Forex Magnates’ reporters have learned that Saxo Bank’s Board of Directors decided to raise the margin requirements on trading foreign exchange pairs including the Swiss franc (CHF) to put associated risks in line with underlying fundamentals. The margin level will be raised from 2% (1:50) to 8% (1:12.5) on Monday, 8th of September, 2014, at 14:00 GMT.
Saxo Bank stated to its clients that increasing pressure on the 1.2000-1.2050 EUR/CHF floor area and the build-up of short CHF (Swiss franc) positions in the broader market could represent a large risk should the 1.2000 floor give way.
The Danish brokerage stated to its customers “We believe any breach of the 1.2000 peg could see a significant appreciation of CHF.”
As 85.8% of the traders on Saxo Bank’s book, who are positioned in the EUR/CHF pair are committed to short the Swiss franc against the euro, the risk management operations for Saxo Bank can become increasingly complex. According to information obtained by Forex Magnates’ reporters, stop levels on long Swiss franc positions are situated closely below the “floor” at 1.2000.
Similar positioning data from other brokerages across the industry complicates the environment further – 88.27% of OANDA’s EUR/CHF traders are positioned to the upside. FxPro’s trading book reveals 98.9% (!!!) of clients trading the same pair are positioned to the upside.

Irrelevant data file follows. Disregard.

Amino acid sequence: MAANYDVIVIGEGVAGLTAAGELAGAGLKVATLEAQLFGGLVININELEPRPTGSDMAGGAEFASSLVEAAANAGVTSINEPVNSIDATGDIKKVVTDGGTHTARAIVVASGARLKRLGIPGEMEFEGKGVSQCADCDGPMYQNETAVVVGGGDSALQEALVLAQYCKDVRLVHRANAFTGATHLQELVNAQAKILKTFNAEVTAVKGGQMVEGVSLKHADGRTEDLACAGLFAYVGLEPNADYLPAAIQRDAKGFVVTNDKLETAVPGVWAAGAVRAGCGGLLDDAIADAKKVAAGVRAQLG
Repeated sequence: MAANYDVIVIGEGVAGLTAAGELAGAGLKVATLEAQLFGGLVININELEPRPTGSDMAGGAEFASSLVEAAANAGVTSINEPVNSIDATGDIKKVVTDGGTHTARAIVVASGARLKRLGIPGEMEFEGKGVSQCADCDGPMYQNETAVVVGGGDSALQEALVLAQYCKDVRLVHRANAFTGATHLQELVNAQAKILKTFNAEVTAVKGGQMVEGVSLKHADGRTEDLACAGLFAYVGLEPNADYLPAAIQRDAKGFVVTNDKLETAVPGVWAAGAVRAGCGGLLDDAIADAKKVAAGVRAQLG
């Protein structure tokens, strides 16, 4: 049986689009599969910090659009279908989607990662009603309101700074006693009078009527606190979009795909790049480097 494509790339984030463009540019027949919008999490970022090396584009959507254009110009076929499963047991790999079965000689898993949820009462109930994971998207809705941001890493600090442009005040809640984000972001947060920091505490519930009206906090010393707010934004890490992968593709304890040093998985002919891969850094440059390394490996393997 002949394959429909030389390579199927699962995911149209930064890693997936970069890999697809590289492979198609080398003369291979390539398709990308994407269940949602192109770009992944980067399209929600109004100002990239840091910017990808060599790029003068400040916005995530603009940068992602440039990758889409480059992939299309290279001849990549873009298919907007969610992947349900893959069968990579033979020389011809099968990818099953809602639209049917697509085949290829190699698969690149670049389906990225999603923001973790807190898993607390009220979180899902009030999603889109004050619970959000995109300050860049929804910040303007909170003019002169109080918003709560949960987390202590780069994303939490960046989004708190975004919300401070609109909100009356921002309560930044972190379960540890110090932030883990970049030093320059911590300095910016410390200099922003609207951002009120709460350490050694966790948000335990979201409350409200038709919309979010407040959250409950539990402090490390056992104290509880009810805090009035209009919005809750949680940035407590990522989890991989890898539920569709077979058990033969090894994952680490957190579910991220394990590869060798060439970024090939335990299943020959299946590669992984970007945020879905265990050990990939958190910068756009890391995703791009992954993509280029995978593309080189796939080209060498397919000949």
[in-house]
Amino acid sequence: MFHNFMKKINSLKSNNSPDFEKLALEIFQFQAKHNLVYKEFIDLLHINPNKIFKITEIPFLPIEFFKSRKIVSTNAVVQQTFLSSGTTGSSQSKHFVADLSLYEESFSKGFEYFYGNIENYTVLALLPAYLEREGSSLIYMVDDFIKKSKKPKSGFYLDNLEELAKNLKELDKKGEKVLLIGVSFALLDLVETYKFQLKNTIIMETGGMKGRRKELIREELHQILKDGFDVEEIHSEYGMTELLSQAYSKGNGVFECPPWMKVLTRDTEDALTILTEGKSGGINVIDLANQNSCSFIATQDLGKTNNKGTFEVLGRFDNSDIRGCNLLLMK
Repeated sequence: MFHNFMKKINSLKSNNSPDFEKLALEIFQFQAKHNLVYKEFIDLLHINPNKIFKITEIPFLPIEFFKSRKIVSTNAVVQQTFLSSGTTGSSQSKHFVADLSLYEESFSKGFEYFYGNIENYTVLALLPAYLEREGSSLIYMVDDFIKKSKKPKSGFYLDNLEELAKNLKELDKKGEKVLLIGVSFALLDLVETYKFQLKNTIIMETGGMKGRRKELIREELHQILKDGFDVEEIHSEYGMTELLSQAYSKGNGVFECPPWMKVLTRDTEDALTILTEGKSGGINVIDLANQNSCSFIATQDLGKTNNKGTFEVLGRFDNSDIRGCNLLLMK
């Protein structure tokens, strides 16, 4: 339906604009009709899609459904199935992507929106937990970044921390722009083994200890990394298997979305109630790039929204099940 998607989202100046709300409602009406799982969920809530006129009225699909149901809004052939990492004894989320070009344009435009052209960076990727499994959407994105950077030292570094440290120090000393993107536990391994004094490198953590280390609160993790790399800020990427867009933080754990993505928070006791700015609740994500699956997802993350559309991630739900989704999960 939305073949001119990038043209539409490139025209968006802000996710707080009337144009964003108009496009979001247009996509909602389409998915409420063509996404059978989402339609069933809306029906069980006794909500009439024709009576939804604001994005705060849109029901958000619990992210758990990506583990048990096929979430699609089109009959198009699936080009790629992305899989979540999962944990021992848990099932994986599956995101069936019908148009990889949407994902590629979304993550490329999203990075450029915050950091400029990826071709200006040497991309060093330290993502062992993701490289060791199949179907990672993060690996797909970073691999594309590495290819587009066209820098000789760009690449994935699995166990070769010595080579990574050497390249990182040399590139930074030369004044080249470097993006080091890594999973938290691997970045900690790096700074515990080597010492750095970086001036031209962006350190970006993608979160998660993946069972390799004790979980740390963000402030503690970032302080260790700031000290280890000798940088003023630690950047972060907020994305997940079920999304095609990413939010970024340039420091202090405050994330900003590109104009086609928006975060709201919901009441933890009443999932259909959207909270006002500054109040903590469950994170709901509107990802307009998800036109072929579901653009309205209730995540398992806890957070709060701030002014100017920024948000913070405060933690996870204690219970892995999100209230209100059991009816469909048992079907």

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The statement by Saxo Bank that the move comes to reflect a potential increase in risk and to protect their clients makes all the sense in the world. Should for any reason the Swiss National Bank (SNB) fail to hold the Swiss franc’s floor level against the euro, the triggering of stops below can result in massive slippage and the market could easily gap several figures, just as it did almost 3 years ago after the SNB announced the implementation of the 1.2000 floor.
The Swiss National Bank committed 3 years ago to enforce a maximum exchange rate of the Swiss franc against the euro. The central bank has been vigorously defending the 1.20 level since committing “to buy unlimited amounts of foreign currency” to achieve that.
In light of geopolitical pressures and the prospects for the European Central Bank (ECB) to embark on further monetary policy easing, the EUR/CHF has fallen to 21-month lows, shedding 5% from its 2013 highs and testing the SNB’s resolve to defend the “floor”.
The chairman of the governing board of the Swiss National Bank (SNB) has reiterated the commitment of the central bank to maintain the floor in the EUR/CHF exchange rate over the weekend. He stated in an interview with NZZ am Sonntag that the SNB “stands ready to enforce the exchange rate cap by buying unlimited amounts of foreign currency.”
Back in November 2012, ICAP announced the change of pricing of the EUR/CHF cross on its EBS trading platform. It switched to pricing the pair in ½ pips rather than in tenths due to the extraordinary market conditions.